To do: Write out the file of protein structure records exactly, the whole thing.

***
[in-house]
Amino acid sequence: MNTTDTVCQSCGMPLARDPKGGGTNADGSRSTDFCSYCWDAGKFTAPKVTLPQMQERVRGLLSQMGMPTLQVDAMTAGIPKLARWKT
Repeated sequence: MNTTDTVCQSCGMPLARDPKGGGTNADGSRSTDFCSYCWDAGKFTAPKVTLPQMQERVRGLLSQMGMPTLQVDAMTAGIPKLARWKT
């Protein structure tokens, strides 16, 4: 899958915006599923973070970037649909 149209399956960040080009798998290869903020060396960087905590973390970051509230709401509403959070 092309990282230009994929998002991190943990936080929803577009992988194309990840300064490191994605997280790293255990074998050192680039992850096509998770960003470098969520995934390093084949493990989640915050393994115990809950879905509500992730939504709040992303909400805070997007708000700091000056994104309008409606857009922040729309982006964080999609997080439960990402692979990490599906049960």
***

[in-house]
Amino acid sequence: MNTTDTVCQSCGMPLARDPKGGGTNADGSRSTDFCSYCWDAGKFTAPKVTLPQMQERVRGLLSQMGMPTLQVDAMTAGIPKLARWKT
Repeated sequence: MNTTDTVCQSCGMPLARDPKGGGTNADGSRSTDFCSYCWDAGKFTAPKVTLPQMQERVRGLLSQMGMPTLQVDAMTAGIPKLARWKT
């Protein structure tokens, strides 16, 4: 899958915006599923973070970037649909 149209399956960040080009798998290869903020060396960087905590973390970051509230709401509403959070 092309990282230009994929998002991190943990936080929803577009992988194309990840300064490191994605997280790293255990074998050192680039992850096509998770960003470098969520995934390093084949493990989640915050393994115990809950879905509500992730939504709040992303909400805070997007708000700091000056994104309008409606857009922040729309982006964080999609997080439960990402692979990490599906049960």